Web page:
Barbara McIntosh, Co-Director of the Foundation for People with Learning Disabilities:
"During last week’s Learning Disability Week Mencap launched their new campaignStand By Me. Centred around raising awareness of hate crimes directed at people with learning disabilities, this campaign tackles a really important and topical issue. The brave and moving videos and testimonials on Mencap's website show just how great the effect of hate crime can be on those who experience it. What makes these crimes particularly harrowing are that they are experienced by some of the most vulnerable members of society and are often not identified as hate crime by the authorities, resulting in a lack of support and intervention for those who need it most.
We have all heard of the high profile cases in the media recently such as the devastating story of Fiona Pilkington, the mother of a learning disabled child who, after years of abuse by those in her community, chose to take her daughters and her own life rather than face the harassment any more. There are countless, similar stories where people with learning disabilities and their families are systematically victimised, bullied and harassed until they reach crisis point, or are killed at the hands of their abusers. Disability Now, Getting Away With Murder, shows just a few of the appalling cases where people with learning disabilities have been targeted by those in their own families or communities, by bullies, who had no respect for the lives of those they targeted and eventually died at their hands; often with those responsible getting only a few years sentence for their crimes. If these crimes had been prosecuted as Hate Crimes, the sentences would have been much more severe.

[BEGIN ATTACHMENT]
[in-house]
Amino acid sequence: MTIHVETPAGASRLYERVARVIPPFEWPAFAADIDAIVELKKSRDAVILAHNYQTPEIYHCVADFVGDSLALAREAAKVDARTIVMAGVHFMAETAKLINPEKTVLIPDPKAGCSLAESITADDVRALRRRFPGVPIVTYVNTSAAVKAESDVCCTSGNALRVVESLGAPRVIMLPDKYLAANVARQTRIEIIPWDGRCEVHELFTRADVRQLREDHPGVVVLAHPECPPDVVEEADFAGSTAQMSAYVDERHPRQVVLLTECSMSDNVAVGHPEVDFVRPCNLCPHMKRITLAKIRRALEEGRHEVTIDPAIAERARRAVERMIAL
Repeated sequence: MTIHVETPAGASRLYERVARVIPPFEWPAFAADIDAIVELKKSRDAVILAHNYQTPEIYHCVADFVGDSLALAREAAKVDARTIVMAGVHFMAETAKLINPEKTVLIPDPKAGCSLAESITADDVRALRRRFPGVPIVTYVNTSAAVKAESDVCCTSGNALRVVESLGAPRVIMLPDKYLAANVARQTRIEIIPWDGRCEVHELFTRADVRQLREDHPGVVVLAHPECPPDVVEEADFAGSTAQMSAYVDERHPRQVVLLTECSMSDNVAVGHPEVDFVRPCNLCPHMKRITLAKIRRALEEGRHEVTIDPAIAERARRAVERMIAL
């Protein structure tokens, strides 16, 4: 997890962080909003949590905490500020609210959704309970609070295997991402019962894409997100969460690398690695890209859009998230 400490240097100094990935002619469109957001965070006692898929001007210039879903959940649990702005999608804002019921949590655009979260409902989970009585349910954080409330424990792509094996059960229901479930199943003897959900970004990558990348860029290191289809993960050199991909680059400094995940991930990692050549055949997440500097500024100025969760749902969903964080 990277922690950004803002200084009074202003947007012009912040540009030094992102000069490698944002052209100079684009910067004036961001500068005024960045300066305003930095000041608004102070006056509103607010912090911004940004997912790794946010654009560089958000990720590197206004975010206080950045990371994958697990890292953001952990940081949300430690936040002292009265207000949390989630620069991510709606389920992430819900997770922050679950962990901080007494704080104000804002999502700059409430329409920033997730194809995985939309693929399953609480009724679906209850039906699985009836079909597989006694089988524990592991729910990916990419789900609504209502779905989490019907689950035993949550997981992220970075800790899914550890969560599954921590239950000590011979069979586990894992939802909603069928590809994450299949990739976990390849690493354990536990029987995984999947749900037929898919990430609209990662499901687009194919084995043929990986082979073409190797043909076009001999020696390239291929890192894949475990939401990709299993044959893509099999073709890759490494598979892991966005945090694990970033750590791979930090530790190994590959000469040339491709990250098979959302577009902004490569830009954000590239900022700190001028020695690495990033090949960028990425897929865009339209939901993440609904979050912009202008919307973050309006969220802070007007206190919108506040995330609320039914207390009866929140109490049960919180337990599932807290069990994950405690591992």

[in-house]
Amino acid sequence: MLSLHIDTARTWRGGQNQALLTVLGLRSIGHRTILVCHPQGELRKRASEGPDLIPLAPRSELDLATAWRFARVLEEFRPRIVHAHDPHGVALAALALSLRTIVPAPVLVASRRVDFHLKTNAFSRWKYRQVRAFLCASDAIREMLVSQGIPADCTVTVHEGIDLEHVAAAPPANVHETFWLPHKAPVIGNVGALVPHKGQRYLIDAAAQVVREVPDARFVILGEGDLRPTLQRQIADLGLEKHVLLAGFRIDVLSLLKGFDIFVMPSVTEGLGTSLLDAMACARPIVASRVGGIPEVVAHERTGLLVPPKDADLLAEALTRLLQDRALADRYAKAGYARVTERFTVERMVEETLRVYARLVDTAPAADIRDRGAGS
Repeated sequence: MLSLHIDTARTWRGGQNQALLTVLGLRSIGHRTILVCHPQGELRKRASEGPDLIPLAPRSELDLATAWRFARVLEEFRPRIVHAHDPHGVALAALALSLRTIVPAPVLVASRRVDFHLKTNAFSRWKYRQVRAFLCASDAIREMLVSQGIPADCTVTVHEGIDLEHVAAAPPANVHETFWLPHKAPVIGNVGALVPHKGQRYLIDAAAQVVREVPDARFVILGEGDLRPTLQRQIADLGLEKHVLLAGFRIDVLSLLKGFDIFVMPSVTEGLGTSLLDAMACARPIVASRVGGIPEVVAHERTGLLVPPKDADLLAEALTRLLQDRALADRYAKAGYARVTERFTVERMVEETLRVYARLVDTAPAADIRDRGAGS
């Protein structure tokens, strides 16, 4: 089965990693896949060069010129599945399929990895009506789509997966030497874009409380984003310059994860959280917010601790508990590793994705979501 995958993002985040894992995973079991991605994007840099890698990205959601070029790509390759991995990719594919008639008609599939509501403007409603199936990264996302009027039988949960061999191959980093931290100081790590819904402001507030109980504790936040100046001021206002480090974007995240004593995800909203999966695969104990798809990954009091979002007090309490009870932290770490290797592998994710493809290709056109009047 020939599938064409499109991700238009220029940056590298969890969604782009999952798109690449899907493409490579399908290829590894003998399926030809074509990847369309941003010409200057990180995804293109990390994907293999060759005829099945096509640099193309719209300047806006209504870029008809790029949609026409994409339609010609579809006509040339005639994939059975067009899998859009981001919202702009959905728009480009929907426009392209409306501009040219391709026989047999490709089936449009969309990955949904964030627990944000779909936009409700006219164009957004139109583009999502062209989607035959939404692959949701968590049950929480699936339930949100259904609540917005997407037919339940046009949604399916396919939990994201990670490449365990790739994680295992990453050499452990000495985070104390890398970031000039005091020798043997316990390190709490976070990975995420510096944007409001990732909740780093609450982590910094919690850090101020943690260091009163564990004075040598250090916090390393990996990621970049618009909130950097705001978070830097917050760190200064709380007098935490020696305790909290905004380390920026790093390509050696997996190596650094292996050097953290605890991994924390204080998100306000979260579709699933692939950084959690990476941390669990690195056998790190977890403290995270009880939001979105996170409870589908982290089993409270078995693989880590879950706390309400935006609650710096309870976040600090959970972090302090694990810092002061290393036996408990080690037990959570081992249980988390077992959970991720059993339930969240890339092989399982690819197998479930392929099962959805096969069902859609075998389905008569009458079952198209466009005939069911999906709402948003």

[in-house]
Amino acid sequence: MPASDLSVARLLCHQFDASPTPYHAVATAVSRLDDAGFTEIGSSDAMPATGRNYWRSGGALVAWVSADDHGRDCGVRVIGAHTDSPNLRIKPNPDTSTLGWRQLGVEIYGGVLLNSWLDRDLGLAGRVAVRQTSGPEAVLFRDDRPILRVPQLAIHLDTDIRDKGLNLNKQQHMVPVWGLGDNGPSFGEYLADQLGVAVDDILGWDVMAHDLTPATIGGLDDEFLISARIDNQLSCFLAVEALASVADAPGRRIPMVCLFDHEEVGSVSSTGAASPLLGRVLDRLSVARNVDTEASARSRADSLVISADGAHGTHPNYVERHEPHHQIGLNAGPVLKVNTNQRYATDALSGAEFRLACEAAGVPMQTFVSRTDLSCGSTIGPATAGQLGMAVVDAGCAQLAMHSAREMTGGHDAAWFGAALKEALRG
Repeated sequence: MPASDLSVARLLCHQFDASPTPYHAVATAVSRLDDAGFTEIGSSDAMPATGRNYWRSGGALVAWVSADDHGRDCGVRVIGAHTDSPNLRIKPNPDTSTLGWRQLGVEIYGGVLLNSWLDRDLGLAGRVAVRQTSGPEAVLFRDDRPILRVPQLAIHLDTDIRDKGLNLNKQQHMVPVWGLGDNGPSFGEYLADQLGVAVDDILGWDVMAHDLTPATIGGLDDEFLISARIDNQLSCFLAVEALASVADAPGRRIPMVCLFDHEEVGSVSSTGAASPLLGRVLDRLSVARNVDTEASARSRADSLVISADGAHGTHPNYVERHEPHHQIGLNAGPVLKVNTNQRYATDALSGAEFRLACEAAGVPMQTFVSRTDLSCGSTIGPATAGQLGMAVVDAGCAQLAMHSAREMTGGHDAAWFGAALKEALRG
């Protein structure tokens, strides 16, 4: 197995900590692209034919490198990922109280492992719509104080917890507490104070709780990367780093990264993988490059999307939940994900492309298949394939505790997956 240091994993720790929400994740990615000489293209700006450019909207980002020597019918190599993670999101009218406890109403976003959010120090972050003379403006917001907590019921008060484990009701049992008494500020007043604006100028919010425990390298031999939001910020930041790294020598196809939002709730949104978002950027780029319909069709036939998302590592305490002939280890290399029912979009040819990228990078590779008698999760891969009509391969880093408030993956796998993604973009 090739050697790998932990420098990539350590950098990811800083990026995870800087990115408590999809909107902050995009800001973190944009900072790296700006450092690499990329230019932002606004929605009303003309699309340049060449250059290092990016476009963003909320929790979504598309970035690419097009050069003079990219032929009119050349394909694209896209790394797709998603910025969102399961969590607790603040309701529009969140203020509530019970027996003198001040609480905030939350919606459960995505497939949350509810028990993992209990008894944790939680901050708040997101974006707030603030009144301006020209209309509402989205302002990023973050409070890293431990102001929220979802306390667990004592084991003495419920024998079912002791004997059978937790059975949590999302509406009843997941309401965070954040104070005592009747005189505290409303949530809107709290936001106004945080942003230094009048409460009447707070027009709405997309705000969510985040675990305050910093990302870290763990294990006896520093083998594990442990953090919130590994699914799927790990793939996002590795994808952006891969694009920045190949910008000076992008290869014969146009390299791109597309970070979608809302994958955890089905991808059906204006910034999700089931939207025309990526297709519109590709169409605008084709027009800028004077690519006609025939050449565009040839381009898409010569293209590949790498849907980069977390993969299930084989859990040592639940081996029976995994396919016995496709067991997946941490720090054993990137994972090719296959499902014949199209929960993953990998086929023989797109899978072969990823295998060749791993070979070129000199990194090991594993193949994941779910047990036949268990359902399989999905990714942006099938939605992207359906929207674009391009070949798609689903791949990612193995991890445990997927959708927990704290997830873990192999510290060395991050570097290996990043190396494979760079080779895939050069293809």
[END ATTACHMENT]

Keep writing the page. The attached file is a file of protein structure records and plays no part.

Any type of hate crime can have a real and significant impact on those who they target. Bullying and harassment can be very detrimental to the wellbeing of those who are trying to live a normal life in the communities. According to the Equality and Human Rights Commission, people with a learning disability are four times more likely to be a victim of hate crime, and twice as likely to be a victim of a violent attack, than someone without a learning disability. This targeting of our most vulnerable members of society must be addressed if we are to avoid hearing more stories like that of Fiona Pilkington and her daughter.
Esme Fairbairn have commissioned a research project to investigate these issues, to ascertain how those who have experienced bullying and harassment can be supported and how policy can be influenced to change attitudes towards these crimes in the future. We at the Foundation are delighted to have been asked by Esme Fairbairn to work alongside Lemos and Crane to research this issue and hope that the project can help overcome some of the issues that those who experience bullying and harassment face. The project aims to listen to those people with learning disabilities who have experienced bullying and harassment, find examples of community support that has worked in helping support people who have experienced bullying and harassment, develop models of support and prevention for practitioners, and develop recommendations which can influence policy at a national level.
By talking to people who have experienced this kind of abuse first hand we hope to be able to get a real understanding of why this is happening, where it is happening and how people can be better supported to ensure that innocent people are not pushed to crisis point because of the attitudes and victimisation of others. The project will run for three years with the results being published in 2014.
What do you think can help people with learning disabilities to be better supported to deal with hate crime, bullying and harassment? "
Tackling cruelty towards people with learning disabilities living in the community conference December 2012